• Unique prefix (e.g., jdoe), self-selected by the user or auto-assigned by the parent company
  • Unique community subdomain (e.g.,, which includes the parent company's primary domain

Again, for best results, you should implement a custom login page. This time the custom page should accept the unique prefix (that comes before the '@' symbol) as the username, and then add on the community subdomain behind the scenes.

Sample Community Login URL What the User Enters Username Stored in Salesforce Sample Email jdoe jdoe jdoe

Hybrid Usernames

The (domain-community-qualified) hybrid username is a naming convention that combines the elements of both the domain-qualified username and the community-qualified username. As a result, the hybrid username can provide the following benefits:

  • Intuitive username for the customer or partner. Customers and partners can log in using their emails.
  • Minimized risk of duplicate usernames, across all Salesforce orgs and communities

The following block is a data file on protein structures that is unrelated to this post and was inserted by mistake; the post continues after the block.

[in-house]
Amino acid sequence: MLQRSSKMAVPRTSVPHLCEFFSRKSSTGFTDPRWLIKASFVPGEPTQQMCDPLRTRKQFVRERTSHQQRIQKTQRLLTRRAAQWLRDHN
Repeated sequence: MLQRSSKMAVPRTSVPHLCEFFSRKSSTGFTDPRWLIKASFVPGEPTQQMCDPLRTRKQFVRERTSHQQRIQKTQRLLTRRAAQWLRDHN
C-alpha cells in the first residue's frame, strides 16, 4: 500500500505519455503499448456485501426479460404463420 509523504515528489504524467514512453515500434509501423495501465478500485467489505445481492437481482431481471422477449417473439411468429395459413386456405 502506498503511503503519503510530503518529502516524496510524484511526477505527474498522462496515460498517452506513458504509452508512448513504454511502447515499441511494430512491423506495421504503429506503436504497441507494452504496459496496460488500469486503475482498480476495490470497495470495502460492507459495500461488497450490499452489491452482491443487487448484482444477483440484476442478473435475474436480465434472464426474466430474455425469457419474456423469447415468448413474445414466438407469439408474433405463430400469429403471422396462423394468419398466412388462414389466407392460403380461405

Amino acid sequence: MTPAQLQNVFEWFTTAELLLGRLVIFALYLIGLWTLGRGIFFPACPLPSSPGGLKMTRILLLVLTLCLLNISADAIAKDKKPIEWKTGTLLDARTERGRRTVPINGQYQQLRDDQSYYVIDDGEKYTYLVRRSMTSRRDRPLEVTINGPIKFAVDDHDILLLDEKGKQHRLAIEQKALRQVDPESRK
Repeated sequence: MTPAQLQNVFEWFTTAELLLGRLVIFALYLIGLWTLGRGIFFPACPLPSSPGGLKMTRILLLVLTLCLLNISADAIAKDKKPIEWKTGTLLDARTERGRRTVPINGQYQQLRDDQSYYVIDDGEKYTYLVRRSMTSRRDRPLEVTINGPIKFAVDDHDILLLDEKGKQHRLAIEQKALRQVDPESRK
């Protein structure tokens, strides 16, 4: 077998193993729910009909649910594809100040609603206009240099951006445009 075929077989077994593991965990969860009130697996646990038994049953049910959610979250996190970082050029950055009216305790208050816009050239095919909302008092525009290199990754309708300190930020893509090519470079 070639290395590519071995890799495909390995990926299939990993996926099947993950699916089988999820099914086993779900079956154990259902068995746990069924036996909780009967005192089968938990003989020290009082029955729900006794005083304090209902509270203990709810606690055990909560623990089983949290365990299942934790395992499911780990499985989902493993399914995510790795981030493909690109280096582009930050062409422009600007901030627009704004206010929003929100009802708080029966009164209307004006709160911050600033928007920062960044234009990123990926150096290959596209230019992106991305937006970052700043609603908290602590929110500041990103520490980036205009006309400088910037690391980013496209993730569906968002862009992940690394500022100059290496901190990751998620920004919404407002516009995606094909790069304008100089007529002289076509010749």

Inside an org, every community username contains:
* Customer/partner email prefix (e.g., jsmith)
* Customer/partner email domain (e.g.,
* Unique community subdomain (e.g.,, which includes the parent company's primary domain

Due to the complexity of the stored username, you must implement a custom login page to succeed with this option. The login page should accept the user's email as the username, again transforming that email to the community username behind the scenes.

Sample Community Login URL What the User Enters Username Stored in Salesforce Sample Email

Other schemes?

If you have other user naming conventions or username schemes for Salesforce Communities, please share them in the comments below!


  1. Why would you have distinct usernames for the same user? A user can access multiple portals via unique logins, right? I'm not understanding the use-case for this.

    1. Hello, jbh, I apologize for the delayed response, as I haven't quite gotten the hang of comment notifications from Blogger yet. :-) From what I observed when writing this post, a user with the Customer Community license could, as you said, access different communities with the same exact username. However, what I also observed is that each user with the Partner Community license must have a username that is unique across every community (what you called a portal, perhaps referencing the old feature) to which they have access.